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Published by: PRASAD326 on Feb 24, 2009
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Cladded coatings have thicknesses reaching several millimeters. They
are made of a metal which is more noble or more decorative than the
substrate on which they are deposited. These coatings, also called plat-
ing [59], were applied to steel and non-ferrous metals, by coating with a
single or double layer of noble metal, e.g., tableware [60, 61].
Presently, the concept of cladded coatings has been significantly broad-
ened. They comprise two groups: pressure and overlay coatings.
Pressure coatings are obtained by joining the cladding material with
the cladded material by exerting pressure, usually at appropriately el-
evated temperatures, in order to weld them. Most often, plating is ac-
complished by:

– mechanical means, by one-sided or two-sided hot rolling of sheet or
strip from both metals, after prior cleaning of surface, mainly of oxides.
The cladding material may also be deposited by casting, usually centrifu-

© 1999 by CRC Press LLC

gal (the cladded object is coated, after which the semi-finished product is
subjected to further treatment, usually cold or hot work, by pressing or roll-
ing). Other methods include shrinkage deposition (in which the prior made
cladding is hot slid over the substrate material, press forming and broached.
Metal joining is obtained by their welding, i.e., heating to dough consistency
and pressed. Metals may also be joined by diffusion welding;
– detonation action - by generating very high pressure (even up to
millions of atmospheres) as the result of detonation of explosive material
and generating extremely high velocities of particles at the moment of
contact with the substrate (from several to several tens km/s). Metal join-
ing has the characteristics of diffusion, but in this case there is a significantly
higher degree of mixing of plating material and substrate than that observed
in other methods, a kind of mechanical alloying under pressure (pressure
transportation of mass), enhancing substrate strength.
In both methods the substrate material is usually plain carbon steel (in
which case the plating material is martensitic and austenitic stainless steel,
copper, nickel, silver, titanium, aluminum and Monel metal), aluminum (in
which case the plating material is pure aluminum or its alloys), copper, nickel
or alloys of these two metals. The thickness of plated coatings varies, de-
pending on the type and application, and ranges from 1.5 to 15% of the
substrate thickness [59]. Pressure plated coatings are used predominantly for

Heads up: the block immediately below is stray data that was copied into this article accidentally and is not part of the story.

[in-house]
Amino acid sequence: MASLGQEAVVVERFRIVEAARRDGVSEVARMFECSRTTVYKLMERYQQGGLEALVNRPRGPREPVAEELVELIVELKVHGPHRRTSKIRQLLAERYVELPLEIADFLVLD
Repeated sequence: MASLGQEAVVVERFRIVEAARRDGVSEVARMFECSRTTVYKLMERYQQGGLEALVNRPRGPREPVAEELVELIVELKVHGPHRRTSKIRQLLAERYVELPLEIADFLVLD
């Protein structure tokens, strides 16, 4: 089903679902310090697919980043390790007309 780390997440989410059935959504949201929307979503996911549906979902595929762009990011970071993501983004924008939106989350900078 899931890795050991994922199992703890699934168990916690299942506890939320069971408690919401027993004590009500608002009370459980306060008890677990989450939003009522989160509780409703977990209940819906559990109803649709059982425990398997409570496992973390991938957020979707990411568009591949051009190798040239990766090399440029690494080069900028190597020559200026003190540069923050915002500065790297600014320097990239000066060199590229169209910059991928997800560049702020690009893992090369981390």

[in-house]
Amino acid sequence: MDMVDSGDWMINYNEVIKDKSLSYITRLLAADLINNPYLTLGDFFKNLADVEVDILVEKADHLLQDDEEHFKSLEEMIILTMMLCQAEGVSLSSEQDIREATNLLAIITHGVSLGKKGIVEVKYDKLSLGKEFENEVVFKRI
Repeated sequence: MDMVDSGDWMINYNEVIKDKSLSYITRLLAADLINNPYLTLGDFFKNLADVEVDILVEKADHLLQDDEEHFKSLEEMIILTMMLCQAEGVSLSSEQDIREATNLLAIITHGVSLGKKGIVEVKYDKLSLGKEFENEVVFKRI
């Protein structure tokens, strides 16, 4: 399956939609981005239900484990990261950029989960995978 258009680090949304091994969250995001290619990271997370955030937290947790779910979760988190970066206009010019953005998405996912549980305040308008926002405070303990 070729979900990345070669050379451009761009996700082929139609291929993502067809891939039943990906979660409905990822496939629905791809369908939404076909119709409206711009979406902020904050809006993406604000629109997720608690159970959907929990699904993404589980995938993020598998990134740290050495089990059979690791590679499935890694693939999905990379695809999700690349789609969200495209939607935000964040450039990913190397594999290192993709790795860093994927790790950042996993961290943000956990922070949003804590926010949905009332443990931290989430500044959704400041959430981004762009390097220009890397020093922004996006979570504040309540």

anti-corrosion purposes (particularly in the chemical industry), less often for
decorative purposes, and sometimes as technical coatings with special elec-
trical or thermophysical properties. Technical coatings deposited on thin sub-
strates are referred to as bimetals (a name applied to coating and substrate
together) [60, 61].
Overlay coatings are obtained by
– pad welding - i.e., melting the plating material on the substrate
surface, using various sources of heat: welding torches, plasma burners
and lasers. The pad welded material with a composition close to that of
the substrate metal is melted and joins with it, aided by the use of an
oxy-acetylene torch or electric arc; it can be achieved cold (without pre-
heating of substrate) or hot (with preheating of the substrate usually to a
temperature of 200 to 400ºC or higher, close to the melting point of the
substrate material, in order to avoid cracks). The overlays may be com-
posed of stellites (stelliting), steel rods in the form of small pipes, filled
with tungsten carbide grains (applied in corrective coating of machine
components working in soil or rock, e.g., excavators, mining drills); brass
(when overlaying is done on cast iron objects, i.e., pump pistons, water
turbine blades, gears) and lead (overlaying of walls of steel reservoirs
for the chemical industry);
– braze welding - by melting, with the aid of flux (e.g., mixture, com-
prising 70% borax, 20% kitchen salt, 10% boric acid), of coating material,
which is mainly common brass or nickel-brass, without melting the sub-
strate material. The latter is usually a high melting point material, e.g.,
cast iron, bronze, steel coated with zinc or tin. The operation is accom-

© 1999 by CRC Press LLC

plished with the aid of an oxy-acetylene torch or, less often, electric arc.
The overlaying material does not melt together with substrate material
(similarly to brazing);
– electro-spark discharge - by deposition of material of an eroding elec-
trode on the substrate, due to electric discharges (spark discharge) between
electrode and substrate.
Plated overlay coatings require machining; in some cases prior heating
is essential. Applications are mostly anti-corrosion and anti-wear. They
may be made of the same materials as pressure coatings or different ones.
Usually, they are deposited on smaller objects or fragments. These coatings
may also be used for corrective purposes, e.g., repair of streetcar and railroad
tracks, worn journals, road wheels, excavator teeth, cutting tools, dies,
punches, etc.

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